“Celebrating Delhi” is an engaging study of the city and its past

One doesn't see Upinder Singh, a noted historian, anxiously describing a book, nor does one find Khushwant Singh reminiscing about the past so often, but with the launch of the book “Celebrating Delhi” edited by Mala Dayal, all this and much more came to the fore at the main auditorium of the India International Centre. The book of essays is based on the series of 12 lectures organised by the Attic in 2006. Organised in collaboration with the Attic and INTACH which explores the city's living syncretic heritage illuminating unknown and fascinating aspects of its history, it boasts contributors like Upinder Singh, Pradip Krishen, William Dalrymple, Duno Roy and Ravi Dayal.

Upinder Singh, giving a brief introduction of the book also showed a few pictures of the famous Iron Pillar, Purana Quila, etc and also of lesser-known treasures in and around Delhi. The audience which included Prime Minister Manmohan Singh's wife Gursharan Kaur was familiarised with the stone tools that were discovered on the campuses of Delhi University and Jawaharlal Nehru University through more visual support. “Most dilli-wallahs visualize their city extending from somewhere near the Qutub Minar to somewhere beyond the Red Fort and recollect a vague connection between ancient Indraprastha and the Purana Quila. But Delhi from the Stone Age to the times of the Rajputs stretches much further than one can imagine”.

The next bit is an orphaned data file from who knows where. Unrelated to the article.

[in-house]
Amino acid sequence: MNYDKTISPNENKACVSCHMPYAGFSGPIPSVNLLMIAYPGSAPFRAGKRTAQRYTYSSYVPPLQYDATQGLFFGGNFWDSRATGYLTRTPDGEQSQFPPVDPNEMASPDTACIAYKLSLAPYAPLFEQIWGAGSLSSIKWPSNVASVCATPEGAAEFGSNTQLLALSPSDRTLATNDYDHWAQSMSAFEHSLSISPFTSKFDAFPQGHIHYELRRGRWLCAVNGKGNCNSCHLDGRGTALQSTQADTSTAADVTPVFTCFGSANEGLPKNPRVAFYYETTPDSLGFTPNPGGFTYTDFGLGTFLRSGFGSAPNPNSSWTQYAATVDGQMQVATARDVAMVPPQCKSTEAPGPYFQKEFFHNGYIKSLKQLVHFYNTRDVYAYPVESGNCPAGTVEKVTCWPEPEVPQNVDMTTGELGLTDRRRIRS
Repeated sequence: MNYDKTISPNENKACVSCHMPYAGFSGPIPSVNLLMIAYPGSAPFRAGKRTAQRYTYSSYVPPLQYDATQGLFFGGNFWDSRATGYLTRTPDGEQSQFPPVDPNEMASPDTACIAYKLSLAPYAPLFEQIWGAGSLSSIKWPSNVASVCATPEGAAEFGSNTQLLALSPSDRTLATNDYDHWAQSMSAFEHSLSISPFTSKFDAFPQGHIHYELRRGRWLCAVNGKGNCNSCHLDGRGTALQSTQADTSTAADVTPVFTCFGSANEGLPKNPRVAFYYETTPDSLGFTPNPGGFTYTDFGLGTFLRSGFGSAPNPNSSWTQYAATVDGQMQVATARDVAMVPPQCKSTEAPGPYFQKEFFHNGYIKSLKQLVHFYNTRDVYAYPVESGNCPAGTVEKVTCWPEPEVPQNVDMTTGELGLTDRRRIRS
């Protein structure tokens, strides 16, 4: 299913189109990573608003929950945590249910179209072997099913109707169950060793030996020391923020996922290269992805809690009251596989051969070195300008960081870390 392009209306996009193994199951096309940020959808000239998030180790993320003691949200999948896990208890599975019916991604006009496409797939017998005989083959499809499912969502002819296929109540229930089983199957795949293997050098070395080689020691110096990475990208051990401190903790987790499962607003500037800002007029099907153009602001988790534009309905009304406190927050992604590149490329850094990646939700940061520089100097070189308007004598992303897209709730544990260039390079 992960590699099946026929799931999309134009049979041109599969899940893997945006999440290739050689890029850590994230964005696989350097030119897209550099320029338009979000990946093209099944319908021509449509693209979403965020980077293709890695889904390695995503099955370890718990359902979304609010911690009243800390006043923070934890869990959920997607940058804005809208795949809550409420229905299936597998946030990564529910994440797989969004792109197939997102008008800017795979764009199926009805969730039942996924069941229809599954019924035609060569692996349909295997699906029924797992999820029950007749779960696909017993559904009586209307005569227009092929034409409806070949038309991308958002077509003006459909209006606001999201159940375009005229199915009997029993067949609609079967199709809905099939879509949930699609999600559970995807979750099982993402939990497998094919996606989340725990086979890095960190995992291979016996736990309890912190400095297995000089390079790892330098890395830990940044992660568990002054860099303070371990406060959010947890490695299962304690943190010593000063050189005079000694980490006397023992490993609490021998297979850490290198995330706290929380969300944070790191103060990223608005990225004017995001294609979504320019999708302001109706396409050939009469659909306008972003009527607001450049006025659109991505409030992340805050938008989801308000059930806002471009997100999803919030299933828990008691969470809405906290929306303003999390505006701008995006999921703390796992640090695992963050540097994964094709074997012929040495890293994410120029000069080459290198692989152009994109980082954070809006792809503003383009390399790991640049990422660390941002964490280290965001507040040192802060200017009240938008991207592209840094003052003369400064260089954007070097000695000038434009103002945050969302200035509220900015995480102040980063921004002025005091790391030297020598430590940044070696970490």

Pradip Krishen entered the discussion by shedding some light on the city's interesting native trees. He, then, invited Rakhshanda Jalil for ‘Dehli ki Aakhri Shama', a poetic re-enactment of the ‘Last mush'aira of Delhi'. In her chaste Urdu, Jalil spoke about Farhatullah Beg's novel “Dilli Ki Aakhri Shama” on which the dramatic re-enactment was based upon.